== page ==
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The operations of the 3rd Battalion, 358th Infantry, 90th US Infantry Division, in the Battle of
the Foret de Mont Castre, France, 10 – 12 July 1944, during the Normandy Campaign are considered
herein. Those reflections pertaining to this monograph that are viewed to be objective in nature are the
author’s own and are not to be construed as authoritative teachings.
The combat significance of an infantry battalion’s role in the execution of a strategic plan can be
more fully appreciated only if the reader is provided with general data pertinent to that plan. It is
intended that the following introductory comments, applicable to the invasion of France, will afford a
keener insight to the small unit operations subsequently related, analyzed and reviewed.
Immediately upon the fall of France in 1940, the Germans, in anticipation of an invasion from
the west, commenced construction of their western defense line – the once famous Atlantic Wall. For
four years – primarily with slave labor – the Nazis toiled to make impregnable the areas most vulnerable
to Allied attack. (1) Static troops were assigned to occupy those installations. Mobile reserves, poised to
meet threats in vulnerable sectors, were strategically located. (2) Although the defense installations were
not garrisoned by first line troops, it was apparent that the German General Staff placed great reliance on
the defense capabilities of that fortified line. (3)
The primary mission of the Allied forces designated to assault the coast of France was to
establish a beachhead in order that larger masses of troops could be employed in future operations
against the Germans. The assault on the continent was merely the initial step of a strategic plan which
was to be coordinated with attacks by Russia in the east and by other Allied forces in southern Europe.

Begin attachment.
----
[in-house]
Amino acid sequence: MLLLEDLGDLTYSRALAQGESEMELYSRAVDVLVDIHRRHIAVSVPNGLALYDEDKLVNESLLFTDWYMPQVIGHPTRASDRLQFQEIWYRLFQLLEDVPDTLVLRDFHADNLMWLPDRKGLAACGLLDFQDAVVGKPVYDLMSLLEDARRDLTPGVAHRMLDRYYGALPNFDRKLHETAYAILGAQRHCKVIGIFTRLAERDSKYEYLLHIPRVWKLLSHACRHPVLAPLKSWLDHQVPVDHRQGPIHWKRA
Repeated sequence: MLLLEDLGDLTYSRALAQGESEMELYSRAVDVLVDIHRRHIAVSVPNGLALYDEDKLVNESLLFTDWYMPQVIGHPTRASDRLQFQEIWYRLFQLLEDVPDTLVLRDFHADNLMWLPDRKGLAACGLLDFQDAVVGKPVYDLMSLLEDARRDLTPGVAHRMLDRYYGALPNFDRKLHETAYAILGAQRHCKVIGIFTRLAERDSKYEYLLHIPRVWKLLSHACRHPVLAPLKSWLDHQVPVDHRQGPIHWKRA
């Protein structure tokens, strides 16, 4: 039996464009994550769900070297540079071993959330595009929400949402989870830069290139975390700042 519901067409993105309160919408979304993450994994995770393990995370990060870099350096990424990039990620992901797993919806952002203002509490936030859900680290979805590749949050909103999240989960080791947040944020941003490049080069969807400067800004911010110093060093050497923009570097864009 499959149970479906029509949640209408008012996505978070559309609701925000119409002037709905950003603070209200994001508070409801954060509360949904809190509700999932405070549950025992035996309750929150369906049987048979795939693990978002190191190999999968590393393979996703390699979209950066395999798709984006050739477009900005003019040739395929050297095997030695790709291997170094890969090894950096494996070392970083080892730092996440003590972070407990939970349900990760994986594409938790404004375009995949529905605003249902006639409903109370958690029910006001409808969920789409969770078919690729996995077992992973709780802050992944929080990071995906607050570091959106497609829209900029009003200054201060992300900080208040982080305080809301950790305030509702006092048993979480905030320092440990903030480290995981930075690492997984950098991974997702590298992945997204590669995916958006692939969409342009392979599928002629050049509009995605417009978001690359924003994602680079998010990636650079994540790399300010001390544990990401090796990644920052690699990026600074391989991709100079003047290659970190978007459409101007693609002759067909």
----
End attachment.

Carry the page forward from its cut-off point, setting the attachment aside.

The absolute defeat of Germany was the ultimate mission. (4)
Allied military leaders foresaw that the enemy must be defeated by superior weapons and
manpower. They indicated that the Western Wall was not to be breached by Napoleonic maneuvers.
Initial tactical operations were to be predicated on the enemy’s defenses. (5)
As a result of a long period of operational planning and evaluation of intelligence reports and
photographs, all likely invasion sectors were discarded except the Caen-Cotentin Peninsula. This area
was to be the initial battleground of the assaulting forces. (6) (See Map A)
The general plan of attack on the peninsula of France prescribed that the First US Army and the
Second British Army would assault the selected beaches on 6 June 1944. The VII Corps, First US Army,
was to assault Utah beach near Varreville, France, establish a beachhead and drive north to capture
Cherbourg. Consisting of the 4th and 90th Infantry Divisions, it was to be assisted initially by the 82nd
and 101st Airborne Divisions. The latter two units, by air assault, were to seize enemy strong points and
communication centers in rear of the defenses along the sea. The V Corps was to land on Omaha Beach
near St. Laurent-sur-Mer, establish a beachhead and advance to the south in conjunction with the British
Second Army. The latter unit was directed to assault Juno Beach, several miles to the east of Omaha
Beach. (7) (8) (9) (See Map A)
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